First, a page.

An investigation of unaccusativity and word order in Mexican Spanish
Studies of unaccusativity and word order in Spanish have yielded conflicting results. This study further investigates unaccusativity by testing the ability of the ‘Auxiliary Selection Hierarchy’ (Sorace 2000) to account for word orders with intransitive predicates in Mexican Spanish. The results of an oral production task show significant word order differences between verb categories and locate an unergative/unaccusative cutoff point midway along the hierarchy, situating unaccusativity in Spanish as being similar to Italian but trending in the direction of Dutch or French. Other variables affecting the word order are identified and ranked, including subject heaviness, definiteness, and the location of adverbial phrases. Greater inter-speaker variation at the syntax-discourse interface when compared with the syntax-lexicon interface shows that the Interface Hypothesis has application to native speakers of Spanish. The results of this study are important for current research on unaccusativity and syntactic interfaces.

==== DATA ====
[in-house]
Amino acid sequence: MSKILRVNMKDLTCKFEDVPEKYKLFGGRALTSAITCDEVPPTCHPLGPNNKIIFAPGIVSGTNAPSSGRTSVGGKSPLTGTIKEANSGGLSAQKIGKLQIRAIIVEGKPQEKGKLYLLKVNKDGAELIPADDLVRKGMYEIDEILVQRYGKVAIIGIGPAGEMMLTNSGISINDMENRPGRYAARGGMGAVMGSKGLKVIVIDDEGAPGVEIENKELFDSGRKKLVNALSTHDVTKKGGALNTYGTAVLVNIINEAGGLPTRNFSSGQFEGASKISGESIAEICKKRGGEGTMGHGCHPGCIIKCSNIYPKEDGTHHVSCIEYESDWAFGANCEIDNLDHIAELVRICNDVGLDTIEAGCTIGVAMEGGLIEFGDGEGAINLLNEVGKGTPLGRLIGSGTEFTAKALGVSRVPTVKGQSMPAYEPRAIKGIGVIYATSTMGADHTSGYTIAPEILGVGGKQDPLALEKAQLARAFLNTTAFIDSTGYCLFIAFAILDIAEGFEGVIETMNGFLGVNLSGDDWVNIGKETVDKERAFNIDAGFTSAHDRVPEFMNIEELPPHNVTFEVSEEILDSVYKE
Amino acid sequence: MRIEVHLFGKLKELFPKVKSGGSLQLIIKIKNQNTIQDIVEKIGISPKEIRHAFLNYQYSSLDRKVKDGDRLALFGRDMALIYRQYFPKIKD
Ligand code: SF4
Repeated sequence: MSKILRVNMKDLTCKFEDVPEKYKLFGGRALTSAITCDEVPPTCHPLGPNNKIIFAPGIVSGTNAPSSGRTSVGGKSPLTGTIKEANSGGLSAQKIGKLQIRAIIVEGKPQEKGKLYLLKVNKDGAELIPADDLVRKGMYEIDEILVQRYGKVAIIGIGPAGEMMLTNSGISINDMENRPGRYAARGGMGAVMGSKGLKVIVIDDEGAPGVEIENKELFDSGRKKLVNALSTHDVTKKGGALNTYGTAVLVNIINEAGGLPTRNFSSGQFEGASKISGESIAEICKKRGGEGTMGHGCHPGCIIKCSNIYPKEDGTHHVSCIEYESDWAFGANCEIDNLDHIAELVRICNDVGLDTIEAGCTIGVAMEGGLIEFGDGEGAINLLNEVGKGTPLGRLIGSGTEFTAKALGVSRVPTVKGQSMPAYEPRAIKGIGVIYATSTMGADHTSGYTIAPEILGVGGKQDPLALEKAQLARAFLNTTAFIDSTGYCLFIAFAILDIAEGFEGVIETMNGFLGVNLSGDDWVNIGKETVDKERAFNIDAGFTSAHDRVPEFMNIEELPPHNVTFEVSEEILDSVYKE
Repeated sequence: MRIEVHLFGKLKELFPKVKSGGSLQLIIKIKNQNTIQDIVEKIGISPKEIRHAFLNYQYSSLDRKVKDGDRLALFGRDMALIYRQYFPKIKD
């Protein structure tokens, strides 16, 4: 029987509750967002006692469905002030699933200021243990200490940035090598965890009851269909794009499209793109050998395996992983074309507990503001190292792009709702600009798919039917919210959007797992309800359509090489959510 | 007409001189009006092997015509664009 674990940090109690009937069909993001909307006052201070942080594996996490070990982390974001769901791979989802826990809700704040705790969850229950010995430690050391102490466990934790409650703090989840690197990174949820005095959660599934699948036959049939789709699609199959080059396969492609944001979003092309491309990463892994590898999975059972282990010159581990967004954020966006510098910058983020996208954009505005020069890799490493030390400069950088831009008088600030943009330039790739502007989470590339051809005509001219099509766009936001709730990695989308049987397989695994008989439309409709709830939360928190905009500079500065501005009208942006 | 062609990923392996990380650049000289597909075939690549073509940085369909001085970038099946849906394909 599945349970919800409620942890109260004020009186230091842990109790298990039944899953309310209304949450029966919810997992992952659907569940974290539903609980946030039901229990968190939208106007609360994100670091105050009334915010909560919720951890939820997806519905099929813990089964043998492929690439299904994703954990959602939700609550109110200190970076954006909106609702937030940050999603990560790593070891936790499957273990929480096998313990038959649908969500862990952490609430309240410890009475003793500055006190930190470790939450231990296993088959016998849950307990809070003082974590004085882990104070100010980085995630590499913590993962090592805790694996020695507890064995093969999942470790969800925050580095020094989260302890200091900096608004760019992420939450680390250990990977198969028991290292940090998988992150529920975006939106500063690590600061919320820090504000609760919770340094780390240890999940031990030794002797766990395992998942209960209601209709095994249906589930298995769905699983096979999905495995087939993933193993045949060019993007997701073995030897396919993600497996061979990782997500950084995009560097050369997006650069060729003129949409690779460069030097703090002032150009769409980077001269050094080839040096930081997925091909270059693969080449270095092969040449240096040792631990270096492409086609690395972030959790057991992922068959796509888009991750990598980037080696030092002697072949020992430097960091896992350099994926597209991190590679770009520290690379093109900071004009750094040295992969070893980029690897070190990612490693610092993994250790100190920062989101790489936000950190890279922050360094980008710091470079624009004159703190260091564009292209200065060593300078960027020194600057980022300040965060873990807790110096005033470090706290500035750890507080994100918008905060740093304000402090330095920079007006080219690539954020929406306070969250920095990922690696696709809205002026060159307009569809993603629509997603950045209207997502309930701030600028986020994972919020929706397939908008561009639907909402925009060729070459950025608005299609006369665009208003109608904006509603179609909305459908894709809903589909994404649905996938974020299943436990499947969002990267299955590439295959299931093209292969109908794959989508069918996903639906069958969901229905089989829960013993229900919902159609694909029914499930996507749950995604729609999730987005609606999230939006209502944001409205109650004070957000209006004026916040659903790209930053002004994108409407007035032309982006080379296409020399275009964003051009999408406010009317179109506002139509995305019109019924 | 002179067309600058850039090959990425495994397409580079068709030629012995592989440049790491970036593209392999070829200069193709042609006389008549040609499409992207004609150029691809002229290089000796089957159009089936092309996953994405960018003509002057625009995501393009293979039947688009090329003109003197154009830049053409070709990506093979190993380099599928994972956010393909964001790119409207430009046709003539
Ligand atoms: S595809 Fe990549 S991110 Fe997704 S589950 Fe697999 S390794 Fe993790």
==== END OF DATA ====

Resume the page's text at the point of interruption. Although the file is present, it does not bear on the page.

Keywords: unaccusativity, word order, interfaces
Published online: 31 May 2018
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